Is Your Junior Athlete Ready?

We’re excited to have this guest blog post by our resident youth strength and conditioning coach Jeff Turner.

Coach Jeff is the real deal, with over three decades in the trenches training elite level athletes in both soccer and lacrosse, as well as over a dozen other sports. His specialty, and why he’s a perfect youth coach for HFF, is developing the foundational aspects of athleticism, which lead to increased performance and durability (keeping juniors injury free).

He also takes a personalized approach and progresses each junior athlete at the ideal pace for him or her.

If you’ve got a junior athlete in your family, this post is for YOU.

Enter Jeff:

“Physical Readiness” is a term used by elite strength and conditioning coaches around the world. In plain English, it means that the athlete is prepared to meet the demands of their sport, both in practice and in games.

One of the biggest problems I see in youth sports is the assumption of physical readiness. Everyone assumes kids are able to perform activities like conditioning sessions, sport specific drills, strength training, and even the sport itself.

We’ve all seen the kid that looks like he’s running in slow motion ­­- he’s giving it all he has, but no matter how much effort he gives, he’s still struggling. You know something is off, but you can’t put your finger on it.

Tyler poor form

You’ve also seen the kid on the soccer field that continues to run into other players as she’s trying to stop ­­ why does she keep doing that, is she just a thug?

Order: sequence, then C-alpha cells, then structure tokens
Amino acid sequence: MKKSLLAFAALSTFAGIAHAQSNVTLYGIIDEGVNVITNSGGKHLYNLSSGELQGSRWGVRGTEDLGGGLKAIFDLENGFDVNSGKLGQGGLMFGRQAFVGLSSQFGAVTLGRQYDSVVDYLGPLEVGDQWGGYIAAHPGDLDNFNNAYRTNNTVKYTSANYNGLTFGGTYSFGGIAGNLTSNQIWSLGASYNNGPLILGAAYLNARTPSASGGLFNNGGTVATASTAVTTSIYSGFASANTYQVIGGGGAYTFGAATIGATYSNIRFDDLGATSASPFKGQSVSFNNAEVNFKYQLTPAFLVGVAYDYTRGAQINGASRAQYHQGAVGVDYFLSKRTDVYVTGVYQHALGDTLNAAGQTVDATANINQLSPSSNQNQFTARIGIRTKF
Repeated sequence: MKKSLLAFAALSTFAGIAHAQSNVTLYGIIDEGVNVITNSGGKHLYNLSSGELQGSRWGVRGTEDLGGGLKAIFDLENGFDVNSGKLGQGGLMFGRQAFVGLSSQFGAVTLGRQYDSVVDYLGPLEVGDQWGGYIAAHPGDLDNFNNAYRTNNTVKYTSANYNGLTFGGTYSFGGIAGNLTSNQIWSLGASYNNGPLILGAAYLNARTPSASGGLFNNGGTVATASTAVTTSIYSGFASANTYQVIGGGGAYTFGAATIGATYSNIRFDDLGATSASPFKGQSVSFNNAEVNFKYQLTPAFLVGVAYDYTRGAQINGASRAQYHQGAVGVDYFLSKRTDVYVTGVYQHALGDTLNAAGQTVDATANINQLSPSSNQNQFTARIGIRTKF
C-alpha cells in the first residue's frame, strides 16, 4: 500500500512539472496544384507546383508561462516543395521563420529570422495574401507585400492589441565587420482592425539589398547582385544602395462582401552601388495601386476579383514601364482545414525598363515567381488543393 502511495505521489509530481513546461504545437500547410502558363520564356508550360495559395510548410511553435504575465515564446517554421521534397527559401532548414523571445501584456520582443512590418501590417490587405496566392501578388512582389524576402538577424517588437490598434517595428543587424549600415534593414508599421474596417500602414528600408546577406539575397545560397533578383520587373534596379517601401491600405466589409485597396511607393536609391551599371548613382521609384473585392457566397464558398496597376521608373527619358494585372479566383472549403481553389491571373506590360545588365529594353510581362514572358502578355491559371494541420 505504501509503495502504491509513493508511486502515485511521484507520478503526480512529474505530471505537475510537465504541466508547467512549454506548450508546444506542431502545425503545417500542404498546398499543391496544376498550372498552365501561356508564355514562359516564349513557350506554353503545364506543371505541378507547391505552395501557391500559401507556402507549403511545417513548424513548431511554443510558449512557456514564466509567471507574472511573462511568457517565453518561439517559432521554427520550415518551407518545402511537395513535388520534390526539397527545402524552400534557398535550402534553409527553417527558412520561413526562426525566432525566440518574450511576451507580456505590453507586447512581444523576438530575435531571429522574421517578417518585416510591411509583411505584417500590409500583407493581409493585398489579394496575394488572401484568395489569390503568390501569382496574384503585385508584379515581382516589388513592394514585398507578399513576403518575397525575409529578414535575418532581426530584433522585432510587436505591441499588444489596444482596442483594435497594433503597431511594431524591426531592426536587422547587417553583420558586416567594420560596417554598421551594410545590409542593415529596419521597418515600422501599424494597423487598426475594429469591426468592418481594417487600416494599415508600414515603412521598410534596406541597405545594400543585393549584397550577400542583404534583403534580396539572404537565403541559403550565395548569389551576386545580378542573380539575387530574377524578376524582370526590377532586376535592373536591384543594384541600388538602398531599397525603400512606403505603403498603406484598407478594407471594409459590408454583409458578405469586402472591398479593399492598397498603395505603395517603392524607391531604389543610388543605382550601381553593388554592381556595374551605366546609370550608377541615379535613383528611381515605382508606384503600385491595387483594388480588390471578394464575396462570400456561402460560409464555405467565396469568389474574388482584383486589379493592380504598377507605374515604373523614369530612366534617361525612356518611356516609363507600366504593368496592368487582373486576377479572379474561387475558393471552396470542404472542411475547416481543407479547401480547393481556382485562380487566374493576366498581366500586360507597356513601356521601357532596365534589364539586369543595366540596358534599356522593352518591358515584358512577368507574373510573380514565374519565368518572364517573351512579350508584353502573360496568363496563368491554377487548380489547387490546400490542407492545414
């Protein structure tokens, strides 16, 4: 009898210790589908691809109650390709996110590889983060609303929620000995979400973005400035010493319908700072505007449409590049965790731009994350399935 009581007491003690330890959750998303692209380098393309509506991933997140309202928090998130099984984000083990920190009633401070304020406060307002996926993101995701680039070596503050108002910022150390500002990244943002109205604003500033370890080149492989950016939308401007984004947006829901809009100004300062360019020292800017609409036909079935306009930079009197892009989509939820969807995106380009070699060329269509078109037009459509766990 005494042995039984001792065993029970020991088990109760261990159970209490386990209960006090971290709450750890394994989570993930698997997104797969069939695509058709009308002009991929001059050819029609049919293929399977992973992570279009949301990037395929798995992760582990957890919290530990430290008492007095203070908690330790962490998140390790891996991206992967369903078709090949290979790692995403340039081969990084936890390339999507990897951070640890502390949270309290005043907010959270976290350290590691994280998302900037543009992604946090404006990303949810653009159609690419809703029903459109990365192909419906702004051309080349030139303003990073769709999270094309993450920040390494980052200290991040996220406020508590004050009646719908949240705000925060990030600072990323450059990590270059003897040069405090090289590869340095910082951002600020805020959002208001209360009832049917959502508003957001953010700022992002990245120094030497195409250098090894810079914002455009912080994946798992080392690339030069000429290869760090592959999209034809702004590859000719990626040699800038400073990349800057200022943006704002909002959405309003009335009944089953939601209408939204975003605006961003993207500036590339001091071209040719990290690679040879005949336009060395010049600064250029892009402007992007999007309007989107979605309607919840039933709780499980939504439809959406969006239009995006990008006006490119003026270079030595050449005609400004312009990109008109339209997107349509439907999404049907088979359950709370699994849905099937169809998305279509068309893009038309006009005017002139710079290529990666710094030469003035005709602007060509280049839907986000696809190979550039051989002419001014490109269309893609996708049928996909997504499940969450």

No, that’s not it at all.

Many athletes lack the ability to stop or decelerate under control. Coaches tell them to use their speed and attack the ball, but nobody really teaches how to stop, plant, cut and change direction.

It’s that “lack of control” that leads to many of the non-­contact ACL injuries that are happening in epidemic numbers with our junior athletes. It’s unacceptable! Yet we accept that kids are going to get injured and use hope as a training strategy. We’re seeing injuries (and subsequent) surgeries that happened to the professional athlete, not a teenager.

We coach junior athletes by “chunking down the skill” into simple segments, then build them back together again and practice the new patterns. Once we get good (enough) at the fundamentals we can move on to more complex movements. Think of it as a “do this, then that” formula. We progress per the individual athlete, not a generic blueprint.

Labels

Kids often get labels like “slow, uncoordinated and unathletic” which can kill their self esteem and desire to continue in the sport they love. They’re lacking basic fundamental movement skills that underlie athletic ability. Until they tap into or reclaim their natural movement, they’ll never reach their true potential. It’s like they’re driving with the parking brake on.

Releasing The Parking Brake

When we release the parking brake (poor movement) it literally changes their game and the Holy Grail of Speed, Strength, and Power is right there for the taking.

The before picture on the right shows us many inefficiencies ­- to say he’s running with the brakes on is an understatement. The after picture on the left is showing how he’s now able to express strength, power, and speed efficiently. His skills are increasing every week and confidence is way up.

See for yourself​. Bring your junior athlete in for an assessment and performance test (including video) along with 4 training sessions for only $79.00. That’s a $285.00 value. For more information and to sign­up contact Jeff Turner: fit2play@gmail.com or call 614-­561­-4222

You can learn more about The Athletic Development Academy and other services by Clicking HERE

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